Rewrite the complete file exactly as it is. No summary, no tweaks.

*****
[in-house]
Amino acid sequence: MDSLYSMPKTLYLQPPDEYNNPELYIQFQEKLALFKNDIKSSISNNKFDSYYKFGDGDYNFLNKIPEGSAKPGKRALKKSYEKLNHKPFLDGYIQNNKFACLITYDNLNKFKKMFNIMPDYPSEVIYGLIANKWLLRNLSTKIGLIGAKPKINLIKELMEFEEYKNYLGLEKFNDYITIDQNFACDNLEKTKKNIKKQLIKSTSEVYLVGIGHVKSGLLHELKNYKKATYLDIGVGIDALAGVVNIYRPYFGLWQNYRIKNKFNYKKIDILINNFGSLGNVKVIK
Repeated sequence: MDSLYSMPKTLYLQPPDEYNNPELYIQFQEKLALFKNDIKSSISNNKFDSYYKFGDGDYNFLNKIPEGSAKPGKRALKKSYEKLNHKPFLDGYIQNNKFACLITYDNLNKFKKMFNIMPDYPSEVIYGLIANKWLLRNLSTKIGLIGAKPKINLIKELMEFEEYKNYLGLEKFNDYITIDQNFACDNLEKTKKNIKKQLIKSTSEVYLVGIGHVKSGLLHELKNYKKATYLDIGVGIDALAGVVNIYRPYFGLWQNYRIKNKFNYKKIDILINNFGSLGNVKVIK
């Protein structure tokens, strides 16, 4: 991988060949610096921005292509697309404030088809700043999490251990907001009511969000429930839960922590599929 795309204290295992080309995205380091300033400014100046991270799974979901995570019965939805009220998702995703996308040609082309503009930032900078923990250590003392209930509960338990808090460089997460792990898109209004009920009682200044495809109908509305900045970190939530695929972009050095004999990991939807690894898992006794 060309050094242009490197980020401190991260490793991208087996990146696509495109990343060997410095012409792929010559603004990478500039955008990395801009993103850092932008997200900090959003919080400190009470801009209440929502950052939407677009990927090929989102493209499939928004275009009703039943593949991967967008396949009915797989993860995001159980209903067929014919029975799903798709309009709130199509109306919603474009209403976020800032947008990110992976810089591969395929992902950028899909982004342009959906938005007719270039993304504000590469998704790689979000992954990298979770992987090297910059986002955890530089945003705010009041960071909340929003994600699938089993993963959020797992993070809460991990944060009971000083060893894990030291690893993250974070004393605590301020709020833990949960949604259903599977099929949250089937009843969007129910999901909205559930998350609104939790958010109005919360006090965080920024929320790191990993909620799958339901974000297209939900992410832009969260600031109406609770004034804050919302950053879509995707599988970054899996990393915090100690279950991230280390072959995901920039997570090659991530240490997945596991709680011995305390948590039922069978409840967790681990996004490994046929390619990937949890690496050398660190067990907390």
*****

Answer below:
[in-house]
Amino acid sequence: MDSLYSMPKTLYLQPPDEYNNPELYIQFQEKLALFKNDIKSSISNNKFDSYYKFGDGDYNFLNKIPEGSAKPGKRALKKSYEKLNHKPFLDGYIQNNKFACLITYDNLNKFKKMFNIMPDYPSEVIYGLIANKWLLRNLSTKIGLIGAKPKINLIKELMEFEEYKNYLGLEKFNDYITIDQNFACDNLEKTKKNIKKQLIKSTSEVYLVGIGHVKSGLLHELKNYKKATYLDIGVGIDALAGVVNIYRPYFGLWQNYRIKNKFNYKKIDILINNFGSLGNVKVIK
Repeated sequence: MDSLYSMPKTLYLQPPDEYNNPELYIQFQEKLALFKNDIKSSISNNKFDSYYKFGDGDYNFLNKIPEGSAKPGKRALKKSYEKLNHKPFLDGYIQNNKFACLITYDNLNKFKKMFNIMPDYPSEVIYGLIANKWLLRNLSTKIGLIGAKPKINLIKELMEFEEYKNYLGLEKFNDYITIDQNFACDNLEKTKKNIKKQLIKSTSEVYLVGIGHVKSGLLHELKNYKKATYLDIGVGIDALAGVVNIYRPYFGLWQNYRIKNKFNYKKIDILINNFGSLGNVKVIK
């Protein structure tokens, strides 16, 4: 991988060949610096921005292509697309404030088809700043999490251990907001009511969000429930839960922590599929 795309204290295992080309995205380091300033400014100046991270799974979901995570019965939805009220998702995703996308040609082309503009930032900078923990250590003392209930509960338990808090460089997460792990898109209004009920009682200044495809109908509305900045970190939530695929972009050095004999990991939807690894898992006794 060309050094242009490197980020401190991260490793991208087996990146696509495109990343060997410095012409792929010559603004990478500039955008990395801009993103850092932008997200900090959003919080400190009470801009209440929502950052939407677009990927090929989102493209499939928004275009009703039943593949991967967008396949009915797989993860995001159980209903067929014919029975799903798709309009709130199509109306919603474009209403976020800032947008990110992976810089591969395929992902950028899909982004342009959906938005007719270039993304504000590469998704790689979000992954990298979770992987090297910059986002955890530089945003705010009041960071909340929003994600699938089993993963959020797992993070809460991990944060009971000083060893894990030291690893993250974070004393605590301020709020833990949960949604259903599977099929949250089937009843969007129910999901909205559930998350609104939790958010109005919360006090965080920024929320790191990993909620799958339901974000297209939900992410832009969260600031109406609770004034804050919302950053879509995707599988970054899996990393915090100690279950991230280390072959995901920039997570090659991530240490997945596991709680011995305390948590039922069978409840967790681990996004490994046929390619990937949890690496050398660190067990907390």